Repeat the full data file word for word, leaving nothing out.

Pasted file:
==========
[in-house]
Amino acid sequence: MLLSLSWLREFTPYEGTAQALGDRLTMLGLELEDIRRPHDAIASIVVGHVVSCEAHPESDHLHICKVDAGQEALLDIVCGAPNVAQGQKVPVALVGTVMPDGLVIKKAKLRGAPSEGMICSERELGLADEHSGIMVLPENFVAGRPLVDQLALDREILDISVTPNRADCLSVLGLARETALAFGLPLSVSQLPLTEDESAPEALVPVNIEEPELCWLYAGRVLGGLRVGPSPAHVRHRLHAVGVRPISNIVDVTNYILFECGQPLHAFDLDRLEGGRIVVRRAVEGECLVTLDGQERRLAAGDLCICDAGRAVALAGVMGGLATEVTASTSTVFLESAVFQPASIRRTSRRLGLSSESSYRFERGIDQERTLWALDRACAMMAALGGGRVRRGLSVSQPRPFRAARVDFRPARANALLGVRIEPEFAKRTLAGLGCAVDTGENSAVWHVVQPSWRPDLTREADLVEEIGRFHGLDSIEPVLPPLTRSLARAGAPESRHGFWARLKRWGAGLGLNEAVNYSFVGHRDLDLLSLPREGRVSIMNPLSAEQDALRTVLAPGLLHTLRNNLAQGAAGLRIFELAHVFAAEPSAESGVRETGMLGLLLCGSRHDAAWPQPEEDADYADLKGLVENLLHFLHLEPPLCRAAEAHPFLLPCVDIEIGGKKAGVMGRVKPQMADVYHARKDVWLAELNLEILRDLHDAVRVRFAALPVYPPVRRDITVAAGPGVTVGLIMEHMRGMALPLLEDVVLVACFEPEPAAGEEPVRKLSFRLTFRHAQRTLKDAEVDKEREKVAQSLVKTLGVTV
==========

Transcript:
[in-house]
Amino acid sequence: MLLSLSWLREFTPYEGTAQALGDRLTMLGLELEDIRRPHDAIASIVVGHVVSCEAHPESDHLHICKVDAGQEALLDIVCGAPNVAQGQKVPVALVGTVMPDGLVIKKAKLRGAPSEGMICSERELGLADEHSGIMVLPENFVAGRPLVDQLALDREILDISVTPNRADCLSVLGLARETALAFGLPLSVSQLPLTEDESAPEALVPVNIEEPELCWLYAGRVLGGLRVGPSPAHVRHRLHAVGVRPISNIVDVTNYILFECGQPLHAFDLDRLEGGRIVVRRAVEGECLVTLDGQERRLAAGDLCICDAGRAVALAGVMGGLATEVTASTSTVFLESAVFQPASIRRTSRRLGLSSESSYRFERGIDQERTLWALDRACAMMAALGGGRVRRGLSVSQPRPFRAARVDFRPARANALLGVRIEPEFAKRTLAGLGCAVDTGENSAVWHVVQPSWRPDLTREADLVEEIGRFHGLDSIEPVLPPLTRSLARAGAPESRHGFWARLKRWGAGLGLNEAVNYSFVGHRDLDLLSLPREGRVSIMNPLSAEQDALRTVLAPGLLHTLRNNLAQGAAGLRIFELAHVFAAEPSAESGVRETGMLGLLLCGSRHDAAWPQPEEDADYADLKGLVENLLHFLHLEPPLCRAAEAHPFLLPCVDIEIGGKKAGVMGRVKPQMADVYHARKDVWLAELNLEILRDLHDAVRVRFAALPVYPPVRRDITVAAGPGVTVGLIMEHMRGMALPLLEDVVLVACFEPEPAAGEEPVRKLSFRLTFRHAQRTLKDAEVDKEREKVAQSLVKTLGVTV